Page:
We hear a lot these days about equity -- gender equity, pay equity, income equity.
The basic idea, if I understand the meaning of the word "equity," is that everyone should have about the same -- in this case, the same amount of money. Obviously, we can't have some people making a lot more money than other people. That wouldn't be equitable.
But there's another kind of inequity in this country, one that I think is even worse than economic inequity. It's something we see every day, something that affects millions of Americans, and yet no one ever seems to make an issue of it, much less an attempt to do something about it.
I'm talking, of course, about weight inequity. It's just not fair that some Americans are heavier than others, and we need to reshape our policies with the idea that, one day, in the not-too-distant future, everyone will weigh about the same. This may seem like a pipe dream, but I believe it is achievable through legislation -- or, failing that, executive order.
First, the president will need to appoint a national, bi-partisan committee to determine the ideal weight. I nominate New Jersey Gov. Chris Christie, filmmaker Michael Moore, radio personality Rush Limbaugh, and rapper-turned-actress Queen Latifah.
Next, Congress will need to pass laws requiring people to achieve and maintain this ideal weight, either by gaining or losing pounds. And since it's much easier to gain than to lose, the ideal will probably need to be a little higher than the current national average. It will also have to increase over the years, in order to keep up with, um, inflation.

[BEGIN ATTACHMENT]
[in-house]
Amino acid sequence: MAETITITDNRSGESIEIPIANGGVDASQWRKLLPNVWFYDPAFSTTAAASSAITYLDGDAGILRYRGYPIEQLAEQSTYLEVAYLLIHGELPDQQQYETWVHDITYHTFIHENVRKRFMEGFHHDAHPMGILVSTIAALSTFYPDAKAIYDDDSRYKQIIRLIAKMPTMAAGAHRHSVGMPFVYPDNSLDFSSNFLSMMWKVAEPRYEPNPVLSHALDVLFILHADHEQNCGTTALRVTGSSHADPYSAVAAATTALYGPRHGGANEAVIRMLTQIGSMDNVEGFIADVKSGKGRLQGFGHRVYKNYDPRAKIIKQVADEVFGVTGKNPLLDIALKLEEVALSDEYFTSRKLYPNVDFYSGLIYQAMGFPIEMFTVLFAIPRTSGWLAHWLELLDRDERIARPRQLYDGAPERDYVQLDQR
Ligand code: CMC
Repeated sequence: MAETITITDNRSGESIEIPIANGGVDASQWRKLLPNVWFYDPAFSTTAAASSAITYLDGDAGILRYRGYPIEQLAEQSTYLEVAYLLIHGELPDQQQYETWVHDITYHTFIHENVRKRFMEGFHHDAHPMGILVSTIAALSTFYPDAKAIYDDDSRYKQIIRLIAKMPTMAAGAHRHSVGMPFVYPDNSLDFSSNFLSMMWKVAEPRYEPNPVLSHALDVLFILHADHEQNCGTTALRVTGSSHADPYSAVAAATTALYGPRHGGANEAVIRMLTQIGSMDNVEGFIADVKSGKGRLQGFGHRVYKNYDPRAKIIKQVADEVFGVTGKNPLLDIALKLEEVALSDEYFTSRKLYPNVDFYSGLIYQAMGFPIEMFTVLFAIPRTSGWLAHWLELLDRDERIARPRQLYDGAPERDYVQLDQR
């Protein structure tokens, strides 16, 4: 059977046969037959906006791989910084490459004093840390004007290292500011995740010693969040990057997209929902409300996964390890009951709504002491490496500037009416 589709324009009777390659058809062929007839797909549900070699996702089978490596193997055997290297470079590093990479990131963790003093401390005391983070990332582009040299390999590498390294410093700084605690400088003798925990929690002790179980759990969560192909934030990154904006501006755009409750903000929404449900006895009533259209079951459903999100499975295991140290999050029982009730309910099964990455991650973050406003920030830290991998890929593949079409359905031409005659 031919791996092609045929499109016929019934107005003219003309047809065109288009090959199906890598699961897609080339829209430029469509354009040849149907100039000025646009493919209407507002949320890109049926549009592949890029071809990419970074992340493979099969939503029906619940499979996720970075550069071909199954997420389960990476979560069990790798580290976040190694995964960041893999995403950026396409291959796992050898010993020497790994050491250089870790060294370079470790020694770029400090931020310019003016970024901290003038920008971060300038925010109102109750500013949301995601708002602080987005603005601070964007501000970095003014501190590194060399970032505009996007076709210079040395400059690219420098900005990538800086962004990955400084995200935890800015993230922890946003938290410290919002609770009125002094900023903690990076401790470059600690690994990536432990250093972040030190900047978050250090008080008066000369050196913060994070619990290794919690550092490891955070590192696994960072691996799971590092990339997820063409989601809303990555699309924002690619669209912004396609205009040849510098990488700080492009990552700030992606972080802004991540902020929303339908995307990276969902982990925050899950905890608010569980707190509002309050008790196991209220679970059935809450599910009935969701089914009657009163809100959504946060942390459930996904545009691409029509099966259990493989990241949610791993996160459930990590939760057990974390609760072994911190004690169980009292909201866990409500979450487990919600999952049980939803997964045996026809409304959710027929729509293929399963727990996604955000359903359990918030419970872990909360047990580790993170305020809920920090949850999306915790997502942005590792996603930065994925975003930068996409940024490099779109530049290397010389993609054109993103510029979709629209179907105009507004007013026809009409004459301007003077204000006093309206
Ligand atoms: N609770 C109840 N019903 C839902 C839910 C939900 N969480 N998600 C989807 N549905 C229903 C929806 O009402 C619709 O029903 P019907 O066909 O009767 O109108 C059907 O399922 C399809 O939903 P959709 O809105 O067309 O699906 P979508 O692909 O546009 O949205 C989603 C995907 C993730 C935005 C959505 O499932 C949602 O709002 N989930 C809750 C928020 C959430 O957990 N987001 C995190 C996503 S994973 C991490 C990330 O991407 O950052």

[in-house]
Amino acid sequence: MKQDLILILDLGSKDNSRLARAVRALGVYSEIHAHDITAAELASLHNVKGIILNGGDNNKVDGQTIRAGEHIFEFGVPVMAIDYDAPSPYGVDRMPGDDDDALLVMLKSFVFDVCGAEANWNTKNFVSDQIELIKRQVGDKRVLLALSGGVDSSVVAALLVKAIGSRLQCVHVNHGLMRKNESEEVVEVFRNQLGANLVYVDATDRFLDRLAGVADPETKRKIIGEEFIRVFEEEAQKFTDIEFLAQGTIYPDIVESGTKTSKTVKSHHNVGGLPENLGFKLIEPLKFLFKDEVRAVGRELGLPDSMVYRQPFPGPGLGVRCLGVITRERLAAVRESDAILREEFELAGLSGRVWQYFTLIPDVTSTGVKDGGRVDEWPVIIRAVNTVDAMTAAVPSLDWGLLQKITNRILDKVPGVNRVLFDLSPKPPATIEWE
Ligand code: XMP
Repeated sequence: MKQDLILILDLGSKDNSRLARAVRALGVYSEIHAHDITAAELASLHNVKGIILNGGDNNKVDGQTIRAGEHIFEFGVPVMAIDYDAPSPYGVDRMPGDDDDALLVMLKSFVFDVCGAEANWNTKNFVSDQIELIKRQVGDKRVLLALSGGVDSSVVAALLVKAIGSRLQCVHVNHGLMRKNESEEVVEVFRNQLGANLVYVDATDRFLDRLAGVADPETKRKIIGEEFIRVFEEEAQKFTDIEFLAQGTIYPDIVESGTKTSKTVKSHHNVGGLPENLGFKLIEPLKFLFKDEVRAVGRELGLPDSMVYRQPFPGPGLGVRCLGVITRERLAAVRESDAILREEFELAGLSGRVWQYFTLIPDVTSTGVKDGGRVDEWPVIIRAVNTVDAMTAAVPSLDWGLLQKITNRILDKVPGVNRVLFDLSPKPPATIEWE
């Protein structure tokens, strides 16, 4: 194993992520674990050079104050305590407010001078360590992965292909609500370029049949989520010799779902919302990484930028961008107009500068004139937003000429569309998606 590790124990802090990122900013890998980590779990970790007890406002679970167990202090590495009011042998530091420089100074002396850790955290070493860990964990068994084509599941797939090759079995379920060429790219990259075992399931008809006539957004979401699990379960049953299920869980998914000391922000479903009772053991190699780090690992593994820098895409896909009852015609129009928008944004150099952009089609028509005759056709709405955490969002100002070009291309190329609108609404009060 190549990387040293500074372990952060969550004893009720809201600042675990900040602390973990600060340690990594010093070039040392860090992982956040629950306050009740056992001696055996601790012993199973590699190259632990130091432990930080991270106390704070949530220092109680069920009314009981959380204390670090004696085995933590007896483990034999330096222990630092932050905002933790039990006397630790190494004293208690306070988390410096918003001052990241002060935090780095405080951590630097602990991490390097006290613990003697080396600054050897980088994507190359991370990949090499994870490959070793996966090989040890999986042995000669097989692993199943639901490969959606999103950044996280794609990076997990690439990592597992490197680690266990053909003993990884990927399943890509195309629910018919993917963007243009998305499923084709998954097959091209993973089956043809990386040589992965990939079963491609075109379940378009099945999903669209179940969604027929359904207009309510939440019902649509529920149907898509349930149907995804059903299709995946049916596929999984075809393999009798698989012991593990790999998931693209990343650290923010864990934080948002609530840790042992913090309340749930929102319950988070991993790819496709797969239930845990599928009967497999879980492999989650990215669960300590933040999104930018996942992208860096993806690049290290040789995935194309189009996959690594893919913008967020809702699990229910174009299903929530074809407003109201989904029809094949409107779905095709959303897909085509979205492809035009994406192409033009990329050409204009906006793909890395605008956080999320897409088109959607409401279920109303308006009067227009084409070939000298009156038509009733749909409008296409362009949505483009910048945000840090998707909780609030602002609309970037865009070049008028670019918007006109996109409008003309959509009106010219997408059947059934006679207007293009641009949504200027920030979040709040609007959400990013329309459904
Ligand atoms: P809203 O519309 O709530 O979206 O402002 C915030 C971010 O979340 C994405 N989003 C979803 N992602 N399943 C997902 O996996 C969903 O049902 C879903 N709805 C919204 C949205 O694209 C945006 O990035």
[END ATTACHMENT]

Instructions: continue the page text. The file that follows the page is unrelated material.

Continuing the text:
In other words, since we obviously can't all be skinny, the only way to achieve true weight equity is for all of us to be, shall we say, hefty.
That means people who exercise excessively must be prohibited from doing so. It's not fair that they exercise and the rest of us don't. Dieting and other forms of obsessive-compulsive calorie-counting must likewise be outlawed. People who are too thin will be force-fed, if necessary, in order to bring their weight up to the federally-mandated ideal.
And where will we get the extra food? Simple. We'll take it from the "fat" people -- now defined as anyone who exceeds the ideal by more than 10 percent. Obviously, they have more food than they need, anyway. Since studies show that the poor tend to be disproportionately obese, we can start by cutting back on food stamps and free school lunch programs.
We can also install scales at grocery store counters and in restaurants and enact a strict calorie-quota system -- more for those identified as underweight, less for those identified as overweight.
Only through measures such as these can we ensure that those who live off the fat of the land will one day become, themselves, the fat of the land.
Rob Jenkins is a local freelance writer and the author of Family Man: The Art of Surviving Domestic Tranquility. E-mail Rob at firstname.lastname@example.org, follow him on Twitter@rjenkinsgdp, and visit www.familymanthebook.com.